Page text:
By Sander Asma, &samhoud consultancy
By starting from the original idea of “lean” and assuming a new focus, a company can make great gains. The meaning of “lean” is “without fat” or “agile”, and it describes a management philosophy that seeks to create value for the client by eliminating waste in the company’s processes. The leadership style is not focused on the vertical because lean means precisely stressing the horizontal (end-to-end) nature of processes. It can be said at the outset that everything that is done in lean management is concerned with excellence. However, the opposite statement is not always true given that not everything that is put under the label of “excellence” would be accepted under the lean management philosophy. Working as effectively and efficiently as possible is the way to ensure that the company is more productive and at the same time achieves an improvement in quality. Also, in accordance with the Value-Benefit Chain of Harvard University, more value for the client is created in this way while at the same time reducing costs. The improvements can be found within the framework of the company’s budget, the staff it employs and the quality of the work. The aim is not to dismiss staff, but for work to be done in a way that is more intelligent and pleasant. In this way value is created not only for the client but also for the employee.
Emergence of the “lean” philosophy
In order to obtain a deeper understanding of the lean philosophy it is necessary to know how it emerged. Lean will always be linked with Toyota, and it is also known as the Toyota Production System. After the Second World War, the Japanese Government started to make it more difficult for companies to lay off staff. The Japanese type of “lifelong” employment was in no way an obstacle for Toyota, which over 50 years managed to find a way of creating a production system that was based on it. This model was very well known throughout the world, but it was practically impossible to copy. The secret was not only to be found in the tools and methods used, but also in the actions and behaviour of the employees. The human aspect of “agility” was practically impossible to copy. The authentic nucleus of the lean philosophy goes back a lot further than this, to the time when in 1896 Sakichi Toyoda manufactured a loom from which the textile industry in Japan was developed. It improved the technique, not only from the viewpoint of efficiency but also in terms of the working conditions of the people working in the factory. The lean philosophy also fits well with the company &samhoud, given that the secret of its success is based on the human focus. Our work is characterised by looking at change processes from a human perspective; our slogan reads: Together we build a brighter future. The goals that we pursue basically seek to inspire and connect with people.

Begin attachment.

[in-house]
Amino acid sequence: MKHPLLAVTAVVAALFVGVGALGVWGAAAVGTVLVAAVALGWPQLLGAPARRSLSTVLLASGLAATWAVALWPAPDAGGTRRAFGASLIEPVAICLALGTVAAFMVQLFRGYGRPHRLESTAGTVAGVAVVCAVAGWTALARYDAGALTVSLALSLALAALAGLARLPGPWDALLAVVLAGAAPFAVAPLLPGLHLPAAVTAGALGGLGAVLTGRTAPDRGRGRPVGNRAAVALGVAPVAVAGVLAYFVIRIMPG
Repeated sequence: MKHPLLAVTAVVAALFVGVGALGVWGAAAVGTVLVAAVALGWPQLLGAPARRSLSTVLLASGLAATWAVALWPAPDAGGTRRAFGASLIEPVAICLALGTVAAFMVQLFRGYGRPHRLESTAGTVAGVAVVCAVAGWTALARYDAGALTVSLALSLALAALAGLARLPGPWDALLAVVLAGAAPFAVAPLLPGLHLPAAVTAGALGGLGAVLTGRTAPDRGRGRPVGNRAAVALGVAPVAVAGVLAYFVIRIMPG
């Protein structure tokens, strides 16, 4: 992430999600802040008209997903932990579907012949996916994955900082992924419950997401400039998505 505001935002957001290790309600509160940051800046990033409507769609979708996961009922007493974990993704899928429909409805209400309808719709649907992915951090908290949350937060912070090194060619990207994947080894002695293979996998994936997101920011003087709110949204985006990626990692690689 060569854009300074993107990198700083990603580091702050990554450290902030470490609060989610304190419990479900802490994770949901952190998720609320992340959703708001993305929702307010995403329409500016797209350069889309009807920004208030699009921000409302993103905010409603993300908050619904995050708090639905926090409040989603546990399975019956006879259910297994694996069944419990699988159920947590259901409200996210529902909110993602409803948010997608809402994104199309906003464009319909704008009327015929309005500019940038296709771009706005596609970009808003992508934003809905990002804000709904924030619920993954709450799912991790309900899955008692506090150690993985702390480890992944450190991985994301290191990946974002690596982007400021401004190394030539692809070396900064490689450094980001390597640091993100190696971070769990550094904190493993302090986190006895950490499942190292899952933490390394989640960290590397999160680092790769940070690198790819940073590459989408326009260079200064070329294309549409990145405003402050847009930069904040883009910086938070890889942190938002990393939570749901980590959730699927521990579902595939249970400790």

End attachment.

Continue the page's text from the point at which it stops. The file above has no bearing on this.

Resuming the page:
Daniel T. Jones, Founder and President of the Lean Enterprise Academy in the United Kingdom explains that the lean philosophy, virtually from its origins, was perceived as a general technique that “is applied to the entire organisation and not only in the plant. All the office support activities can be redesigned using the same principles and tools. In fact, we have to learn to see our organisations as a set of horizontal processes or value flows as well as the more familiar vertical organisation of functions and departments. The vertical functions are adequate for organising the knowledge, but the value is created by horizontal value flows”.
The voice of the customer
The basis for any company to function in an optimum manner is for its employees to be able to dedicate themselves to their tasks under appropriate conditions. One of the guiding principles for enabling employees to effectively perform their tasks is client value. In its desire to achieve maximum client value, which should contribute to sustainable financial profits, companies would do well to direct their company procedures according to what has been called the “voice of the consumer”. This means that they try to identity the activities that add no value from the client’s perspective, but which are nevertheless necessary for the company’s activity. In this way the company becomes more efficient and, as such, leaner. This way of thinking and acting is summed up in the “lean” management philosophy.
Improving efficiency by bearing the human aspect in mind
The greatest achievements are not delivered by machines or the production process, but by the development of people: this was the conclusion arrived at by Toyota. It is not for nothing that we say that “lean” is a philosophy. It is not a copying of systems but a new way of working which focuses on continuous improvement. In order to be truly successful, the lean philosophy needs to be fully integrated into the organisation’s vision, strategy and objectives, in its way of thinking and in the modus operandi of each and every one of the employees. This philosophy is truly fair; because the stimulus and the changes are applied both top down and bottom up. Satisfaction and efficiency go hand in hand, because each person is the boss of his or her own workstation and everyone has to start using the capital they have, which is talent: introducing continuous improvement is not meant to make the job harder, but more efficient. It is therefore an authentic cultural change, provided it is done properly.